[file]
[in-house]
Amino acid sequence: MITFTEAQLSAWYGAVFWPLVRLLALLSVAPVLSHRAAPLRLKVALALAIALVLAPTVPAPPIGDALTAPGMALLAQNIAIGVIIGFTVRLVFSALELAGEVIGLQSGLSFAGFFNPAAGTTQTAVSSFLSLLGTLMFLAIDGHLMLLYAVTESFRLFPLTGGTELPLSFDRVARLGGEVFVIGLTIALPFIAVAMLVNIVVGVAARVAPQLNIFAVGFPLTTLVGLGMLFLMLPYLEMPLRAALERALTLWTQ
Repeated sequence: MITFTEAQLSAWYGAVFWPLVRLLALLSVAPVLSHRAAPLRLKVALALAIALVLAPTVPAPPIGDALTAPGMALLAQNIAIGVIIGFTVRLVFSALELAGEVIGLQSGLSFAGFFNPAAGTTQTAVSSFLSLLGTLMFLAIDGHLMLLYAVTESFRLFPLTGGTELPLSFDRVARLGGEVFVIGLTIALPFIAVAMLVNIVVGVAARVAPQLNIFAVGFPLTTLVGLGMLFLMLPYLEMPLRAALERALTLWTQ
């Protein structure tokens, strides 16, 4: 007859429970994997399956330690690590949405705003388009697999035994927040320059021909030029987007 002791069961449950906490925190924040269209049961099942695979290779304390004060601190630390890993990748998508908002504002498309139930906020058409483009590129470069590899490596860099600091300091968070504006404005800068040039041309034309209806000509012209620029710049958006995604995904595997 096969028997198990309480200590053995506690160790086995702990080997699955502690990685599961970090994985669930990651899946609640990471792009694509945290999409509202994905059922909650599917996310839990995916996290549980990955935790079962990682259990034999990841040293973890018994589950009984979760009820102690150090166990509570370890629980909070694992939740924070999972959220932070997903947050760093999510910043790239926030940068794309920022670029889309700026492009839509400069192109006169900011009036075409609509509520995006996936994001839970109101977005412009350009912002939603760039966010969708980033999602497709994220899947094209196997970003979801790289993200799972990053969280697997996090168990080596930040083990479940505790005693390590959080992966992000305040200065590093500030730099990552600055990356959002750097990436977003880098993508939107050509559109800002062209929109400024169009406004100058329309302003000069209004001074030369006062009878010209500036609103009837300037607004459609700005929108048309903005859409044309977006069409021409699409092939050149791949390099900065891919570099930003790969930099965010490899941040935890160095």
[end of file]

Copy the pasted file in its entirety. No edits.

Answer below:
[in-house]
Amino acid sequence: MITFTEAQLSAWYGAVFWPLVRLLALLSVAPVLSHRAAPLRLKVALALAIALVLAPTVPAPPIGDALTAPGMALLAQNIAIGVIIGFTVRLVFSALELAGEVIGLQSGLSFAGFFNPAAGTTQTAVSSFLSLLGTLMFLAIDGHLMLLYAVTESFRLFPLTGGTELPLSFDRVARLGGEVFVIGLTIALPFIAVAMLVNIVVGVAARVAPQLNIFAVGFPLTTLVGLGMLFLMLPYLEMPLRAALERALTLWTQ
Repeated sequence: MITFTEAQLSAWYGAVFWPLVRLLALLSVAPVLSHRAAPLRLKVALALAIALVLAPTVPAPPIGDALTAPGMALLAQNIAIGVIIGFTVRLVFSALELAGEVIGLQSGLSFAGFFNPAAGTTQTAVSSFLSLLGTLMFLAIDGHLMLLYAVTESFRLFPLTGGTELPLSFDRVARLGGEVFVIGLTIALPFIAVAMLVNIVVGVAARVAPQLNIFAVGFPLTTLVGLGMLFLMLPYLEMPLRAALERALTLWTQ
């Protein structure tokens, strides 16, 4: 007859429970994997399956330690690590949405705003388009697999035994927040320059021909030029987007 002791069961449950906490925190924040269209049961099942695979290779304390004060601190630390890993990748998508908002504002498309139930906020058409483009590129470069590899490596860099600091300091968070504006404005800068040039041309034309209806000509012209620029710049958006995604995904595997 096969028997198990309480200590053995506690160790086995702990080997699955502690990685599961970090994985669930990651899946609640990471792009694509945290999409509202994905059922909650599917996310839990995916996290549980990955935790079962990682259990034999990841040293973890018994589950009984979760009820102690150090166990509570370890629980909070694992939740924070999972959220932070997903947050760093999510910043790239926030940068794309920022670029889309700026492009839509400069192109006169900011009036075409609509509520995006996936994001839970109101977005412009350009912002939603760039966010969708980033999602497709994220899947094209196997970003979801790289993200799972990053969280697997996090168990080596930040083990479940505790005693390590959080992966992000305040200065590093500030730099990552600055990356959002750097990436977003880098993508939107050509559109800002062209929109400024169009406004100058329309302003000069209004001074030369006062009878010209500036609103009837300037607004459609700005929108048309903005859409044309977006069409021409699409092939050149791949390099900065891919570099930003790969930099965010490899941040935890160095």